Moving your yacht by road seems counter-intuitive, but it gives you the freedom of coastal cruising wherever you want, whenever you want it, as Matt Newland of Swallow Yachts tells Theo Stocker
Not even Alex Thompson aboard his Hugo Boss rocket ship can sail to windward at 60 miles an hour. As we all know, getting to your chosen cruising ground can mean days of slogging to windward, or waiting for a better weather window. Unless you have a yacht you can tow. I admit, I’ve often dismissed trailerable boats as ‘not real yachts’.
Certainly, you can’t tow a 45ft bluewater cruiser behind your car, but what if you could have a boat that is beautifully built, sails well, and is comfortable enough for you and your partner to spend a long weekend or even a week or two on board? That’s a fair summary of what most of us use our boats for.
The benefits of trailer sailing are numerous: no costly lift-out fees, hard standing on your driveway, no corrosion, no fouling. Furthermore you can sail wherever you want, whenever you want. If the weather looks unexpectedly good on the west coast of Scotland, a few hours’ driving will have you gently rocking at anchor on a remote loch by nightfall. You want to cruise the West Country, but don’t want to spend a week sailing west down the Channel? Simple. Even a two-week cruise in the Mediterranean on your own boat becomes a reality.
For most cruising sailors, launching, recovering, towing and rigging are a new set of skills. Making sure your trailer is safe, and ‘rules of the road’ need to be taken seriously. Done methodically, however, it is easier than you might think. With the right boat, you could have more adventures than with a yacht kept permanently afloat.
We went to Pembrokeshire to meet Matt Newland, owner of Swallow Yachts, who agreed to take us for a familiarisation sail on a BayCruiser 26 with its proud new owners.
Ludger and Sonja Bödding, from Germany, plan to keep their boat at Hooksiel near Wilhelmshaven on the German North Sea coast. While she will have a berth afloat, they intend to explore the North Sea, Baltic and IJsselmeer, depending on the weather, and all within a couple of hours’ drive from her home berth, demonstrating just how flexible trailer sailing is. I was keen to see if it was as easy as I had been led to believe.
Exactly how heavy a boat you can tow will depend on your driving licence and the size of your towing vehicle. The rules changed in 1997, so you may need to take an extra test if you got your licence after that time. The rules state:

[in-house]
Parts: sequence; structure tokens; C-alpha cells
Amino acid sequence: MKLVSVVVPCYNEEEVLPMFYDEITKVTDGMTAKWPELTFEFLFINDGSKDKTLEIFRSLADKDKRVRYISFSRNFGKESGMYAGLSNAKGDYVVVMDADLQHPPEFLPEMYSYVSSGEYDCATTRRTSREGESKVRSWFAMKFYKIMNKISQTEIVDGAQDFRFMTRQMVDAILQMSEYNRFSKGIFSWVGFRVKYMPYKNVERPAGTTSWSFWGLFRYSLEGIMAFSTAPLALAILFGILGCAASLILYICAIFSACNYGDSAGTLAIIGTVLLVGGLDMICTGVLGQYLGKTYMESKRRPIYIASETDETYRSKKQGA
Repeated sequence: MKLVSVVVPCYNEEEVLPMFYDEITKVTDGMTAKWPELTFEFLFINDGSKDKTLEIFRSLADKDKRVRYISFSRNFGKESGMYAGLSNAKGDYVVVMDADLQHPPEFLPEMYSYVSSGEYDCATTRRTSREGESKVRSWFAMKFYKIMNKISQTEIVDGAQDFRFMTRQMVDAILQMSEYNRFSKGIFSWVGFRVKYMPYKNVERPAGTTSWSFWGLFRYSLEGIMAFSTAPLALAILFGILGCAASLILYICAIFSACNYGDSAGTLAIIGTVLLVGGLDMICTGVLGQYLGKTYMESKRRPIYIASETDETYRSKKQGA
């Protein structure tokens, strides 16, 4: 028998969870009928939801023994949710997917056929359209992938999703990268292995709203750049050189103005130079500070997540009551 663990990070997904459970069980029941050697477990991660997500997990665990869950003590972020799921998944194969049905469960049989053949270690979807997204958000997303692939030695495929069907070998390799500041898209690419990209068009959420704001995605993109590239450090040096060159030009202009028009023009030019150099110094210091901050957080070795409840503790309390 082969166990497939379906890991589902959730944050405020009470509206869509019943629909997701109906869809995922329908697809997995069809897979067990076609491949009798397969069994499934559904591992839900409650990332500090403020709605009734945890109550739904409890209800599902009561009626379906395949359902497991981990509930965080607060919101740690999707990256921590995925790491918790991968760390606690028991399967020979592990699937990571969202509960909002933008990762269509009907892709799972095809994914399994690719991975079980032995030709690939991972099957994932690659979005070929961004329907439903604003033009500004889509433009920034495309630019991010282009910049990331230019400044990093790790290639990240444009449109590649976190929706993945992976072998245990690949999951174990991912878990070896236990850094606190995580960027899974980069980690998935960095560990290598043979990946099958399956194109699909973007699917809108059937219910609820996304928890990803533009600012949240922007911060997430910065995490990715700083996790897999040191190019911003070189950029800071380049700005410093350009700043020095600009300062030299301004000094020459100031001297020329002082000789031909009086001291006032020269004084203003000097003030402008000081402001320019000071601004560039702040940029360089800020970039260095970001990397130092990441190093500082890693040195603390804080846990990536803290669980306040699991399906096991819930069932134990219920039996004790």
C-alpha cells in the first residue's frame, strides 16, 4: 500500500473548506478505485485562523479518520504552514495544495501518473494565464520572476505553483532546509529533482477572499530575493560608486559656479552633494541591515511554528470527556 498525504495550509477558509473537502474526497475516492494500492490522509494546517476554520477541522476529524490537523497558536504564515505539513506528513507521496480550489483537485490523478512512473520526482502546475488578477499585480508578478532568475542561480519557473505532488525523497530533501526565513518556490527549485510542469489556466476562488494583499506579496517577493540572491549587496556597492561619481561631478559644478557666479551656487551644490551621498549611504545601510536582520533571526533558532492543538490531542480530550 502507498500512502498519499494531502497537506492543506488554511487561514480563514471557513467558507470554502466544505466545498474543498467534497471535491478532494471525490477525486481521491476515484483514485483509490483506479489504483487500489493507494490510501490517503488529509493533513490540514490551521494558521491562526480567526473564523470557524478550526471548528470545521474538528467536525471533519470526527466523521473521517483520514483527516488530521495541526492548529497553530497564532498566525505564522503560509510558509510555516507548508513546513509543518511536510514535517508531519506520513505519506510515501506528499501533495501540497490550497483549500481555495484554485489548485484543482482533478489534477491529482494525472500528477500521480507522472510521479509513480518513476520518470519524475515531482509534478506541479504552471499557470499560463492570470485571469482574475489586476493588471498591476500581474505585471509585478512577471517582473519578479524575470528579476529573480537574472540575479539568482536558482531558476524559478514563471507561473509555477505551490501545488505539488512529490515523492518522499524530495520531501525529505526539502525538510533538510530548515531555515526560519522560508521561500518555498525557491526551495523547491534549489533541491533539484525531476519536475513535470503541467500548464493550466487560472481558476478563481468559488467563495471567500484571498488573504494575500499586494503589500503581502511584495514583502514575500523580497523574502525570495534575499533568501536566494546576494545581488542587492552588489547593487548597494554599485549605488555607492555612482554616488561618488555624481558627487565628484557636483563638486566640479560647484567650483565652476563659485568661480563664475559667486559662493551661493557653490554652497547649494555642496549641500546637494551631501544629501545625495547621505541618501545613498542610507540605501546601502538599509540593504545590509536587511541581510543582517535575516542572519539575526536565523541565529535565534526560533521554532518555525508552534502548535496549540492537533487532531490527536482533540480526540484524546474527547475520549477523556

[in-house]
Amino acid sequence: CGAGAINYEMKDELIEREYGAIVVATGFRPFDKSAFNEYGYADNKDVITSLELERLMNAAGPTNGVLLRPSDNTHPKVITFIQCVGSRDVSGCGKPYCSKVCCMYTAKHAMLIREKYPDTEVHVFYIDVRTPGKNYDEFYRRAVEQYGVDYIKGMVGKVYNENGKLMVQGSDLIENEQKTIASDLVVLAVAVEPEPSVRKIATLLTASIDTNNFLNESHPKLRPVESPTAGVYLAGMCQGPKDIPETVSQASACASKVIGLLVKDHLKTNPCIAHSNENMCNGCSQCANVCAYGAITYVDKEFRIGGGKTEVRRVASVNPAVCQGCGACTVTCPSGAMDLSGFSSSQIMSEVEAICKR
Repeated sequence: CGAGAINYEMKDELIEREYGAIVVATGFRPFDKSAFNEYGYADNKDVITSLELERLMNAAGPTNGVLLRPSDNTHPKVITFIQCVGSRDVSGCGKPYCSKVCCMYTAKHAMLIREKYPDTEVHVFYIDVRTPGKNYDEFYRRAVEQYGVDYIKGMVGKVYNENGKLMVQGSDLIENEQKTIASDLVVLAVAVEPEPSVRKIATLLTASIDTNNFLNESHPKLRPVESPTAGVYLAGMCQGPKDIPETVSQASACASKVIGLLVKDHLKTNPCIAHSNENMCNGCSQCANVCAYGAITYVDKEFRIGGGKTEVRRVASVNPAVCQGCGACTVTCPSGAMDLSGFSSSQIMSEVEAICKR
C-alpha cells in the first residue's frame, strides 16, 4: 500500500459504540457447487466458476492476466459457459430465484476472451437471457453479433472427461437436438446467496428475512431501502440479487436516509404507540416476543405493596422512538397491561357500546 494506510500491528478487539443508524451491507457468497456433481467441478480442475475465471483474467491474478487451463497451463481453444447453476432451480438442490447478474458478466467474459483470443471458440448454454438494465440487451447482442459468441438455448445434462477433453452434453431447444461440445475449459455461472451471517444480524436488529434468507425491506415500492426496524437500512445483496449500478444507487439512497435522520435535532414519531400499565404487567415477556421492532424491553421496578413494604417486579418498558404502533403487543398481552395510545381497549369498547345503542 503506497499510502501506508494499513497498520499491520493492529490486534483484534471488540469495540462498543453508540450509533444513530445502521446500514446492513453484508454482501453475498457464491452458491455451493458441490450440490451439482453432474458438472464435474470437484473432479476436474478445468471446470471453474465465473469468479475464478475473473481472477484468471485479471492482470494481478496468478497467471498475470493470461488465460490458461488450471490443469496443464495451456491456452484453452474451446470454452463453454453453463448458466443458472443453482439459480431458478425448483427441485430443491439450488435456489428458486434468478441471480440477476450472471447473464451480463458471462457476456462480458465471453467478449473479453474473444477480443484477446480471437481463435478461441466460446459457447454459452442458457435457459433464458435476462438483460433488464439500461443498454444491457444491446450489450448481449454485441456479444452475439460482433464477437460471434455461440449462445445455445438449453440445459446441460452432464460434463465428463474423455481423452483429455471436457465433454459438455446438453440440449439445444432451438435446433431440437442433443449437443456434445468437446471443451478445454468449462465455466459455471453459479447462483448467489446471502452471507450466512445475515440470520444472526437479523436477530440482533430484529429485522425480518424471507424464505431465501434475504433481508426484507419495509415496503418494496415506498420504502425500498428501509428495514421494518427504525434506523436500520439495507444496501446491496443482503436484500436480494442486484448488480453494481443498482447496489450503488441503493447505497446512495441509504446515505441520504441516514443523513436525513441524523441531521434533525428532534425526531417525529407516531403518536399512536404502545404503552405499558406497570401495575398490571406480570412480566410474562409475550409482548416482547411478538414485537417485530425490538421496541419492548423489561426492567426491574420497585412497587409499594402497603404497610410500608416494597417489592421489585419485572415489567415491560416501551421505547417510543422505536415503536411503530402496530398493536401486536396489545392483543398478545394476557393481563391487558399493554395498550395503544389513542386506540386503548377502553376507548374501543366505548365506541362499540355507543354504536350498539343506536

■ If you passed your car test before
1 January 1997 you’re usually allowed
to drive a vehicle and trailer combination up to 8,250kg maximum authorised mass* (MAM).
■ If you passed your car driving test on or after 1 January 1997 you can:
■ Drive a car or van up to 3,500kg
MAM, towing a trailer of up to 750kg MAM
■ Tow a trailer over 750kg MAM, as long as the combined MAM of the trailer and towing vehicle is no more than 3,500kg
■ If you want to tow anything heavier than your standard driving licence allows, you’ll need to take the car and trailer driving test.
To find out exactly what you are permitted to do on your licence, go to www.gov.uk/view-driving-licence.
■ Maximum authorised mass (MAM) means the weight of a vehicle or trailer including the maximum load that can be carried safely when it’s being used on the road.
In practice, this means that you may need to tot up what the boat, trailer and contents weigh in total. In practice, it’s likely that a boat and trailer comes to more than 750kg, so you’ll need to add the kerb weight of your vehicle to check it comes under the correct MAM. Also, as the trailer load will be more than 750kg, it’ll need to be a braked trailer.
If you’re towing with a car up to 3500kg, the trailer (minus the coupling and draw bar) must be under 7m, and narrower than 2.55m. For larger towing vehicles, the trailer can be up to 12m, as long as the car and trailer together are not over 18m long.
Type of vehicle
For pulling a boat up a wet slipway, a four-wheel drive vehicle is undoubtedly the most capable choice, and the heavier and more powerful vehicle it is, the more easily it will handle the task.
A 4×4 is by no means essential, however, as long as you’re confident your car is up to the job. The National Trailer & Towing Association (NTTA) also recommend checking the car’s engine and brakes are competent. Their suggested rule of thumb is that the trailer should never weigh more than 85% of the towing vehicle’s weight.
The 30mph limit applies on all roads with street lighting, unless road signage says otherwise.
A limit of 50mph applies on single carriageways unless signs show otherwise, and there’s a 60mph limit on motorways and dual carriageways.
Don’t forget to get your trailer serviced. While this isn’t compulsory, you are required to have your trailer in good working order at all times, so the NTTA recommend an annual service, just as you would with your car. Don’t forget to make sure the registration number on your lighting board matches your car!